Rescuing teachers from the grasp of forced unionism

California law forces all public school teachers to pay chargeable dues to the labor union that represents them, regardless of whether they are union members.  California law also forces all public school teachers to pay nonchargeable union dues unless they … Continue reading

PLF asks federal court to halt unconstitutional licensing laws for private investigators

This afternoon, we asked the federal court in Las Vegas to issue a preliminary injunction barring the state from enforcing a law that makes it a crime to “furnish…information” about the “habits” or “conduct” or “acts” of “any person” without … Continue reading

President’s weekly report — January 30, 2015

Environment — Wetlands The government filed this opposition to our petition seeking Supreme Court review in Kent Recycling v. United States.  That’s the case where we are arguing that a landowner should have the right to challenge a wetlands jurisdictional determination … Continue reading

City of Alexandria tries to deny client’s day in court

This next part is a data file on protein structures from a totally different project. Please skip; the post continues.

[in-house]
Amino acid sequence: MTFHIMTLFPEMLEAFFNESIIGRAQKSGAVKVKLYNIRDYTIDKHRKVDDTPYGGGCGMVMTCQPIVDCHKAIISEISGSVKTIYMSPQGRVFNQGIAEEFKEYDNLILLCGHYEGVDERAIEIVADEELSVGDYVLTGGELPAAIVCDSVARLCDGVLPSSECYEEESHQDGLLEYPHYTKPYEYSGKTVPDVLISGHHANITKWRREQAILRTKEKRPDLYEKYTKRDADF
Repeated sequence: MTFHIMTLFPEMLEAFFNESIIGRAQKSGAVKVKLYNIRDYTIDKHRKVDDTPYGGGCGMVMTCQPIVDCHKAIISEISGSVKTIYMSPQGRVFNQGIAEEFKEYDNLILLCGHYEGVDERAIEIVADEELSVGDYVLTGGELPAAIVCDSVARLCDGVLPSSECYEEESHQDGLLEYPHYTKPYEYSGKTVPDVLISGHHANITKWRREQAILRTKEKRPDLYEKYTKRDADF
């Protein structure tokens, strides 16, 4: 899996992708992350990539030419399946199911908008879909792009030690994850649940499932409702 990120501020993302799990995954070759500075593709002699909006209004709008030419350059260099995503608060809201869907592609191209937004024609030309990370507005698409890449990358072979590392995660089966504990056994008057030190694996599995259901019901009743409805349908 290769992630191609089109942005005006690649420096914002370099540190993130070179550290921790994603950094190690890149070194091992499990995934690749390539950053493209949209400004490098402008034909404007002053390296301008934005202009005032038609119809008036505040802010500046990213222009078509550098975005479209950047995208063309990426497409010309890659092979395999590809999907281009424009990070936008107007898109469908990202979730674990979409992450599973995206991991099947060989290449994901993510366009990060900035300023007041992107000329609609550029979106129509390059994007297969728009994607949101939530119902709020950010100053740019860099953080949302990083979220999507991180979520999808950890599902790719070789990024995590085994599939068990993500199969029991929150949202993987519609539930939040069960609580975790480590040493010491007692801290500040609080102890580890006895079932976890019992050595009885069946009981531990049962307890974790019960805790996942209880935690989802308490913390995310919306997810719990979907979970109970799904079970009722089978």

Yesterday, we had our hearing on the City of Alexandria’s motion to dismiss in McLean v. City of Alexandria. In this case, we are challenging the constitutionality of a City ordinance that makes it illegal to advertise a car for sale while … Continue reading

Should government tell you whom you can invite into your home?

Businesses would often prefer to shut out new innovators through regulation than compete with them. For example, taxi companies across the globe clamor for government to regulate the ride-sharing services of Uber and Lyft. These anti-competitive urges hurt economic growth and constrict … Continue reading

President’s weekly report — January 16, 2015

The Raisins are Dancing Again — cert grant The Supreme Court granted cert in Horne v. United States, making this the second trip to the Court for the dancing raisins.  Under a depression-era statute, raisin growers must give a substantial … Continue reading

President’s weekly report — January 9, 2015

United States Supreme Court — awaiting orders in three of our cases We’re hoping for good news on Monday when the Court is set to issue orders in three of our cases: Stewart & Jasper Orchards v. Jewell (whether the … Continue reading

The Interview shows why courts should fix the commercial speech doctrine

The Interview, a ridiculous movie about a fictional plot to assassinate the leader of North Korea, made millions this weekend after Sony Pictures decided to release it to those theaters and online stores willing to offer it. Sony’s decision came … Continue reading